“A Bank of Canada rate hike will increase the costs of new mortgages and home equity lines of credit. With this increase in interest rates and the recent Ontario Government Fair Housing Plan, governments need to be very cautious about the cumulative impact of intervention in the housing market going forward,” he stated. “With both sales and prices slipping recently in the GTA, federal, provincial and municipal governments should think carefully about further measures to reduce demand for housing.”

Toronto’s Narrowest House On The Market

Talk about a smart use of space! An eight-foot-wide property, touted as one of the city’s narrowest homes, has come to market for $788,800, reports BlogTo. Located in trendy historic Corktown (and wedged between a stately Victorian and a mid-rise), this hyper-modern abode makes up for its slim profile with stylish and efficient details. Ample windows let in tons of natural light, while scrubbed pine floors lend a warm, rustic appeal. It even comes with its own narrow backyard – a rarity in downtown Toronto, regardless of house size.

Montreal Overtakes Vancouver as Chinese Real Estate Destination

Property search numbers released by massively popular Chinese real estate portal site reveal Montreal has usurped Vancouver as one of the top destinations for Chinese buyers and investors. Buyers from China accounted for 17 per cent of home purchases made by out-of-country buyers in Montreal in 2016, according to the Canada Mortgage and Housing Corporation.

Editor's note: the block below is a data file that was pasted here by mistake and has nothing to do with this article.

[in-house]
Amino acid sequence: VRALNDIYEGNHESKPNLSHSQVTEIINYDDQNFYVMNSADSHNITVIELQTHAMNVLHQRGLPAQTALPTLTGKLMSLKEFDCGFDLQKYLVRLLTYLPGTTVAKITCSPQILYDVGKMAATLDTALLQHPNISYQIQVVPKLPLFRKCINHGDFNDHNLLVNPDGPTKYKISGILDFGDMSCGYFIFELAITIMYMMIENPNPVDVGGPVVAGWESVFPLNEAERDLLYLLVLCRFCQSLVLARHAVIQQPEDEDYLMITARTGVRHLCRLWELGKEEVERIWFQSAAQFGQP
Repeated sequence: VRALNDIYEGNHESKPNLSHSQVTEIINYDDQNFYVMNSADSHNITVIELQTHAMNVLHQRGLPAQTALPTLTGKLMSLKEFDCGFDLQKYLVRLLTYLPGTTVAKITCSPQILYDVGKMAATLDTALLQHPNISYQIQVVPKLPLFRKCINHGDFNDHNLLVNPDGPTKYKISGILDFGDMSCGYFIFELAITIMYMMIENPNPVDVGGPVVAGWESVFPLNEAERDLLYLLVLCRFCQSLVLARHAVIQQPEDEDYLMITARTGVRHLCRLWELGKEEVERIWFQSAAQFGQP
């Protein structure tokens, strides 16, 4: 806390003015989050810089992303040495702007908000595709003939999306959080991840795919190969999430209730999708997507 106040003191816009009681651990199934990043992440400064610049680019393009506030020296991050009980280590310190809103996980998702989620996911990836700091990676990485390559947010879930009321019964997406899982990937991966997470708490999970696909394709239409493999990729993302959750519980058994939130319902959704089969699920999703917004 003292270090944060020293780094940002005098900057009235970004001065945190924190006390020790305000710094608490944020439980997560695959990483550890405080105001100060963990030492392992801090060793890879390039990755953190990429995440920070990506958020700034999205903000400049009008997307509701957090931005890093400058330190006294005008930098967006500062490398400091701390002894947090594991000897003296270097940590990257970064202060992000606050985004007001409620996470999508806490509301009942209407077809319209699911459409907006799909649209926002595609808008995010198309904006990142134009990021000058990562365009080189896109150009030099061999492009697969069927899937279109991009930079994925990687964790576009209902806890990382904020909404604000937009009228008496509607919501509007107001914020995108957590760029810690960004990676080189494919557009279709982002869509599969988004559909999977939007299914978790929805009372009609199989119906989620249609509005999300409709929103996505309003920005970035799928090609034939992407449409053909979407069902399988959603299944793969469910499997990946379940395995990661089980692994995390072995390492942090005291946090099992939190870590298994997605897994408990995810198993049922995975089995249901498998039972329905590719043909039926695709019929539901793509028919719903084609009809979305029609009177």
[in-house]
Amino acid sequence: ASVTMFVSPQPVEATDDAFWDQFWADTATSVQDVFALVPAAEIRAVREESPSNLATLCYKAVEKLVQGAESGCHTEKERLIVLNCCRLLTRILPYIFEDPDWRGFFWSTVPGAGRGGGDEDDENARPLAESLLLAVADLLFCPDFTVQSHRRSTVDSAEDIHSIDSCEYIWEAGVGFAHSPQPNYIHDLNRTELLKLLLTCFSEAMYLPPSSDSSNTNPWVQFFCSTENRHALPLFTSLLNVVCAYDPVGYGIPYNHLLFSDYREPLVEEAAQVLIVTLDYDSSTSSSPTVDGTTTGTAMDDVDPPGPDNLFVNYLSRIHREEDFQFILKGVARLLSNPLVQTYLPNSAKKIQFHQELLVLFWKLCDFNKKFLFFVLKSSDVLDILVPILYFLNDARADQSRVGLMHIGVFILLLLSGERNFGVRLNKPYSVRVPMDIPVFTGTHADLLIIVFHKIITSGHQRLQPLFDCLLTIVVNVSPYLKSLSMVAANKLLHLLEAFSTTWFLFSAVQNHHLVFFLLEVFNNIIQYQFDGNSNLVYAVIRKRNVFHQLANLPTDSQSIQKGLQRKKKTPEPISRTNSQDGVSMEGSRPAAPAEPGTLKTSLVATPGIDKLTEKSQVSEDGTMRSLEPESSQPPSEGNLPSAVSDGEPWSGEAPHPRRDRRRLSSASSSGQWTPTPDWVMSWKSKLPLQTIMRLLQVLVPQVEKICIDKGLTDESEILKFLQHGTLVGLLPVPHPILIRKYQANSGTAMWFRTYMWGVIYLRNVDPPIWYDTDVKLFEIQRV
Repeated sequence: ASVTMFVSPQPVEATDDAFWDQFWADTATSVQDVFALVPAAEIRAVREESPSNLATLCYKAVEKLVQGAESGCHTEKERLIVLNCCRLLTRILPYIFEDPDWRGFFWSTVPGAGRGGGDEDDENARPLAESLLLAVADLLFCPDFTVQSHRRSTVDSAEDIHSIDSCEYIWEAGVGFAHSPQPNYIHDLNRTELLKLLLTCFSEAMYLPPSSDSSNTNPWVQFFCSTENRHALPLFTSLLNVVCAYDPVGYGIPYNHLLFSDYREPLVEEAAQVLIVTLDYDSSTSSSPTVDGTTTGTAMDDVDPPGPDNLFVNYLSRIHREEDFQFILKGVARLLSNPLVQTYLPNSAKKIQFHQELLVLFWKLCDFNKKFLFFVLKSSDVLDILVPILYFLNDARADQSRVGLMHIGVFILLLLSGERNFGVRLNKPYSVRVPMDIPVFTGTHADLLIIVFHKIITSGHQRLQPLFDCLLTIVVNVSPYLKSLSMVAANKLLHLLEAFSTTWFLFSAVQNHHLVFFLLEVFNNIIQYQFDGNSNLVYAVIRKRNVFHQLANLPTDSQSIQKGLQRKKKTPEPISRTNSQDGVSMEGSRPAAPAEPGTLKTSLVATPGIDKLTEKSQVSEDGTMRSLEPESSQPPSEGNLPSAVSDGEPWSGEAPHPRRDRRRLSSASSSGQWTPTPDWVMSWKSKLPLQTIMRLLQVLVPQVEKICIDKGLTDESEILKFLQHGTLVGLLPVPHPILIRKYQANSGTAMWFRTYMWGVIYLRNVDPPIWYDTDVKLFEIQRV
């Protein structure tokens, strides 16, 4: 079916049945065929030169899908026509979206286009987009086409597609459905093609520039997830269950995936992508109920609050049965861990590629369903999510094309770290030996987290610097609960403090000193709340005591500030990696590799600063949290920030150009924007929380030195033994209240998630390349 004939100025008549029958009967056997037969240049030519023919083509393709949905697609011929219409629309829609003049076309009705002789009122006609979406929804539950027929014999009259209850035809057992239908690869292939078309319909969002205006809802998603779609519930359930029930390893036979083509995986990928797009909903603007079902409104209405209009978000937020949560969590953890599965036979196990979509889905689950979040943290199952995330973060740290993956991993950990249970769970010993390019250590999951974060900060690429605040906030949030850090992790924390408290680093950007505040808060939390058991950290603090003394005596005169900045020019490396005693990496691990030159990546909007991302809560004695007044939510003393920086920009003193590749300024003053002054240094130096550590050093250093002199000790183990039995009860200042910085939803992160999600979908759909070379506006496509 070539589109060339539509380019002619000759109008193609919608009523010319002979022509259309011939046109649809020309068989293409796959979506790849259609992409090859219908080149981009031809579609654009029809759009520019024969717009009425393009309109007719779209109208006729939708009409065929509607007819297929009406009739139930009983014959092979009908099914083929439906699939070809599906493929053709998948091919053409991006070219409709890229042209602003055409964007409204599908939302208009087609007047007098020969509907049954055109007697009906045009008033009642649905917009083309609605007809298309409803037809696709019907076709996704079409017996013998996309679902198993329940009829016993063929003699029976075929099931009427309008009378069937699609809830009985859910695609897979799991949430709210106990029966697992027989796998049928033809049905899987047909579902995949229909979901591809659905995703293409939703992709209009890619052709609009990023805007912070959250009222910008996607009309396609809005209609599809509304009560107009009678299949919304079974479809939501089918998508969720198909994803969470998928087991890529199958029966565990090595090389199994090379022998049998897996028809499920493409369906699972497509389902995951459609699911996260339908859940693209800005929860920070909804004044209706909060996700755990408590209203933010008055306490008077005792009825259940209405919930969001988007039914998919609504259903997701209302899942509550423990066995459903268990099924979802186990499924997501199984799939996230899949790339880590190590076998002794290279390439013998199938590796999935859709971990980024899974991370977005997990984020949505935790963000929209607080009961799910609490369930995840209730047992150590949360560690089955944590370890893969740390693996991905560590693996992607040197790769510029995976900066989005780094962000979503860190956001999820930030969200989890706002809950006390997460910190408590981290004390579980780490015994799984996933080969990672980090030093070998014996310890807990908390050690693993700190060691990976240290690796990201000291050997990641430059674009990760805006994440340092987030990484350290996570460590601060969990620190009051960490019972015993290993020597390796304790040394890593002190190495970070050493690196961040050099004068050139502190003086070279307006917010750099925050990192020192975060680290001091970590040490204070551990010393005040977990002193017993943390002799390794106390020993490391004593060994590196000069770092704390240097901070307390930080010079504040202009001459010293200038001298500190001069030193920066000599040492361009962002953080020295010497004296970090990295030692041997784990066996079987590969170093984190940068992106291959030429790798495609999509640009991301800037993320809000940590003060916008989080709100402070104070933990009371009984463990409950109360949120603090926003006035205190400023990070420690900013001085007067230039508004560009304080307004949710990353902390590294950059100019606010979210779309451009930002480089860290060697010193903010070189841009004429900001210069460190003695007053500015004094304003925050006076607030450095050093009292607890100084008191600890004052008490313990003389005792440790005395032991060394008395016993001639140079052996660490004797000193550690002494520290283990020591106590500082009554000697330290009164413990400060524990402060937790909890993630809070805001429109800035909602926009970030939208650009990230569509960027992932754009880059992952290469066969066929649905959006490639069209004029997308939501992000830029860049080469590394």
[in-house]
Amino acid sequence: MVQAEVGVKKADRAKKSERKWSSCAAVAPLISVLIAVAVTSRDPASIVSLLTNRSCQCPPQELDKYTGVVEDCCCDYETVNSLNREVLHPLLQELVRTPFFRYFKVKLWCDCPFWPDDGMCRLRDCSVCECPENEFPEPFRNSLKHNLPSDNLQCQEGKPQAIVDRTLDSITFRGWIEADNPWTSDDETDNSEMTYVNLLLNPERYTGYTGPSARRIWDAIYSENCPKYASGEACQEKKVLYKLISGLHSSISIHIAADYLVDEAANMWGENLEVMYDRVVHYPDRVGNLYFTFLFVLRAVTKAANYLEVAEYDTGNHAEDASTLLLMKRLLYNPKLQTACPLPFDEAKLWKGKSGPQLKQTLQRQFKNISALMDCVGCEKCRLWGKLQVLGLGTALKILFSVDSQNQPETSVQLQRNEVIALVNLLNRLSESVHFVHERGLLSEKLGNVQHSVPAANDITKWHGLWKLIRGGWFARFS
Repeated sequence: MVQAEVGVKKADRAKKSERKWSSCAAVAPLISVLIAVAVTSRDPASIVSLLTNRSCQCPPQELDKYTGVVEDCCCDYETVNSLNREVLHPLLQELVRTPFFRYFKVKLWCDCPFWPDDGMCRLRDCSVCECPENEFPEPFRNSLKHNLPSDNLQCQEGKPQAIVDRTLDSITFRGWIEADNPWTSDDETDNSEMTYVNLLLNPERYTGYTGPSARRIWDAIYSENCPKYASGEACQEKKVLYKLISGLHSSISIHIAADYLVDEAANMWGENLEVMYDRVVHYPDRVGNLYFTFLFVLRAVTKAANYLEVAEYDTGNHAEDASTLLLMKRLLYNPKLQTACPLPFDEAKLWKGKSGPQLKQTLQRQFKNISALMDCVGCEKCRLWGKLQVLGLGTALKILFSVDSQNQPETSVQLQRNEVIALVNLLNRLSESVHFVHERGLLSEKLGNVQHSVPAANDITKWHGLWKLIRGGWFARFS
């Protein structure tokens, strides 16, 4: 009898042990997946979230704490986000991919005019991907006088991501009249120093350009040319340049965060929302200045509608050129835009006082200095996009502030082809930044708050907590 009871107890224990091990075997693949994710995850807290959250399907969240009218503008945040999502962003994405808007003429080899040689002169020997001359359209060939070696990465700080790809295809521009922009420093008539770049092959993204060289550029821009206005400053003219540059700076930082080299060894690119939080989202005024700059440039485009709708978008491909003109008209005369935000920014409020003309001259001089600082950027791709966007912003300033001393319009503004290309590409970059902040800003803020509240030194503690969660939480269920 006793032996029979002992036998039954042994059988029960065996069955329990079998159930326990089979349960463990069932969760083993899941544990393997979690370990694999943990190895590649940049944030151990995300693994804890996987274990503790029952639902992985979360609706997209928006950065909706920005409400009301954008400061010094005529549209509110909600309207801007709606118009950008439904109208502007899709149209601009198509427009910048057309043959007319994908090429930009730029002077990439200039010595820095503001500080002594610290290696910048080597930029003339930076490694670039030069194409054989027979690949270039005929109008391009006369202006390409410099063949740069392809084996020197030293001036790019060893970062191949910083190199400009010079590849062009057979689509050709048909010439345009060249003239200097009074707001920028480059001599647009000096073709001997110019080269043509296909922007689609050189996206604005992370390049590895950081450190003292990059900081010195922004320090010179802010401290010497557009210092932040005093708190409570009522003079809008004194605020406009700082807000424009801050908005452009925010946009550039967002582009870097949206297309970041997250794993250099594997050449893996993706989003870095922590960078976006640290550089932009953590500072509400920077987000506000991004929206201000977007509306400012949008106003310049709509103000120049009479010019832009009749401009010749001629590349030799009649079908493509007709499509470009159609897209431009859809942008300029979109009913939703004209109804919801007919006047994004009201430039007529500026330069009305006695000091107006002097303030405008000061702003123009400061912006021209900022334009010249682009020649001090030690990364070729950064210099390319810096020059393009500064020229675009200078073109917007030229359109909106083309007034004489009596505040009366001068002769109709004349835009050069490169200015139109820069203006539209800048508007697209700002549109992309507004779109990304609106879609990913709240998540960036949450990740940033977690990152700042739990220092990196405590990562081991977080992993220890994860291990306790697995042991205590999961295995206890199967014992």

It’s speculated that a 15-per-cent tax on foreign buyers introduced in the Vancouver real estate market last August has prompted investor interest in other markets. In Canada, Toronto tops the list, followed by Montreal, Vancouver, Ottawa and Victoria. On a global scale, the United States remains the most popular country for Chinese real state buyers, followed by the UK and Australia.

About Penelope Graham

Penelope Graham is the Managing Editor at Zoocasa. A born-and-bred Torontonian and quintessential millennial, she has over a decade of experience covering real estate, lifestyle and personal finance topics. When not keeping an eye on Toronto's hot housing market, she can be found brunching in one of the city's many vibrant neighbourhoods. Find her on Twitter at @pjeg14.